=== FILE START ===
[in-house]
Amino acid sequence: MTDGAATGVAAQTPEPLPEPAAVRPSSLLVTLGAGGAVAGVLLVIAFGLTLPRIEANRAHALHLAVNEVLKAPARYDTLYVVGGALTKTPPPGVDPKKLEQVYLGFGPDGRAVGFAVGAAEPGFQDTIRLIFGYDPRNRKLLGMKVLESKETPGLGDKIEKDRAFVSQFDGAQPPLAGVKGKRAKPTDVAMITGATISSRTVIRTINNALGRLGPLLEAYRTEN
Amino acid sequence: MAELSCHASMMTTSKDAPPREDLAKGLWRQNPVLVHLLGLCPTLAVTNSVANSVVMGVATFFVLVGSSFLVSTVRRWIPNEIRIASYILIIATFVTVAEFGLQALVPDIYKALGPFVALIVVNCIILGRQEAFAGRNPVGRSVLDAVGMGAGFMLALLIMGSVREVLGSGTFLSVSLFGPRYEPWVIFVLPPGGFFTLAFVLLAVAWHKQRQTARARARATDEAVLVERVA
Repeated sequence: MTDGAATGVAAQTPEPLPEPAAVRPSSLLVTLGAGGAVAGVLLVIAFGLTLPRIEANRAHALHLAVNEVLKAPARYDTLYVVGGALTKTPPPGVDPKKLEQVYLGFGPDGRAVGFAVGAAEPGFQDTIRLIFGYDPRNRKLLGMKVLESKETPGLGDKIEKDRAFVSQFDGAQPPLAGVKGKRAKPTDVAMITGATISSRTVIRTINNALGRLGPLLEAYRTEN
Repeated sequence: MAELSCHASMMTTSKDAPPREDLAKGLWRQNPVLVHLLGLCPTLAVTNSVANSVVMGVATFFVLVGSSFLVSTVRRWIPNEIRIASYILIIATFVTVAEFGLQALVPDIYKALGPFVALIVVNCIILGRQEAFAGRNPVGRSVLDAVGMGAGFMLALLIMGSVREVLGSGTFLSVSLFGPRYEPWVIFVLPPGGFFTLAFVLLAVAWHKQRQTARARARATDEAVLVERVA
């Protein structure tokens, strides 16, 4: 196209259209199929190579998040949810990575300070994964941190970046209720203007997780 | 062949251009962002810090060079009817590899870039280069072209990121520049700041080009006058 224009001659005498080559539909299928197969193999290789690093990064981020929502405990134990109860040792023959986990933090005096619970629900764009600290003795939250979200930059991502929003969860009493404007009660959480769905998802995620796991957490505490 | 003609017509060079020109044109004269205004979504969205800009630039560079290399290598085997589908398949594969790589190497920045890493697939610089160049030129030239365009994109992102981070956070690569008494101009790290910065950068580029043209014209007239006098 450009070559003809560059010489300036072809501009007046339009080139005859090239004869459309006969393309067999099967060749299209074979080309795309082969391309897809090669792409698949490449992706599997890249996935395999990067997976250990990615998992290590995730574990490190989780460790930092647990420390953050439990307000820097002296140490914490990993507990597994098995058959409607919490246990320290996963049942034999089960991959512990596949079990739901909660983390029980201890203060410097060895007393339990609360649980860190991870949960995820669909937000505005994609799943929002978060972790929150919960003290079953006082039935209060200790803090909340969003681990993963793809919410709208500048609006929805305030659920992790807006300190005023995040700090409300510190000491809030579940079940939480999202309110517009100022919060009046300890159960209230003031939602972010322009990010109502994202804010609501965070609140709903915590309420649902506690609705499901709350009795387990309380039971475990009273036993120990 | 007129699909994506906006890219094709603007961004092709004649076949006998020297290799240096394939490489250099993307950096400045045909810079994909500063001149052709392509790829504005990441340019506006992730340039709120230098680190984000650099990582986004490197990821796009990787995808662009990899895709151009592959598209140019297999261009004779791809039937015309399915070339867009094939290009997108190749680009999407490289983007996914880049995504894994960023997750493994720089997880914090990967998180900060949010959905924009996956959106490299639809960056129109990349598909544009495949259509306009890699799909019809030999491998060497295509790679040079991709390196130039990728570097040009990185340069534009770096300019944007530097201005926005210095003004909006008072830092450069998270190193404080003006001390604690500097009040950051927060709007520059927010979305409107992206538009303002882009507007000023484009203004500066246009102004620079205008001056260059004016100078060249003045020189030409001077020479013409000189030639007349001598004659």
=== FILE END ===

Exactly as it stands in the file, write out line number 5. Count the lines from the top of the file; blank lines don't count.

Repeated sequence: MAELSCHASMMTTSKDAPPREDLAKGLWRQNPVLVHLLGLCPTLAVTNSVANSVVMGVATFFVLVGSSFLVSTVRRWIPNEIRIASYILIIATFVTVAEFGLQALVPDIYKALGPFVALIVVNCIILGRQEAFAGRNPVGRSVLDAVGMGAGFMLALLIMGSVREVLGSGTFLSVSLFGPRYEPWVIFVLPPGGFFTLAFVLLAVAWHKQRQTARARARATDEAVLVERVA